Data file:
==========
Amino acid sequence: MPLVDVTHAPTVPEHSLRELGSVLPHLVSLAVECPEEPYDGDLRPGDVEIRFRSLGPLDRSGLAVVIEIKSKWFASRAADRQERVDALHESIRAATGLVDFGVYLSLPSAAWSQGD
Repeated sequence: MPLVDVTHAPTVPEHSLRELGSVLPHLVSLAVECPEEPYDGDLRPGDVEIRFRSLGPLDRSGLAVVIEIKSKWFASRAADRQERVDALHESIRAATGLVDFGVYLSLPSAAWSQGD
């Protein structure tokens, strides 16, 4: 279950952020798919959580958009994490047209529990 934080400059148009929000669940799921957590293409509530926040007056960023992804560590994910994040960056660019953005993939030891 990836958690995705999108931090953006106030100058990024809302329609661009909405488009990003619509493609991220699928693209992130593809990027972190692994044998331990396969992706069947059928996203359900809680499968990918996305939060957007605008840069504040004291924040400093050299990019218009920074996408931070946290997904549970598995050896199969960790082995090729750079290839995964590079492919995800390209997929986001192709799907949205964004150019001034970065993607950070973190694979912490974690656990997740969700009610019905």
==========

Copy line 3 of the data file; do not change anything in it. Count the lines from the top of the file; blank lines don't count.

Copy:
């Protein structure tokens, strides 16, 4: 279950952020798919959580958009994490047209529990 934080400059148009929000669940799921957590293409509530926040007056960023992804560590994910994040960056660019953005993939030891 990836958690995705999108931090953006106030100058990024809302329609661009909405488009990003619509493609991220699928693209992130593809990027972190692994044998331990396969992706069947059928996203359900809680499968990918996305939060957007605008840069504040004291924040400093050299990019218009920074996408931070946290997904549970598995050896199969960790082995090729750079290839995964590079492919995800390209997929986001192709799907949205964004150019001034970065993607950070973190694979912490974690656990997740969700009610019905």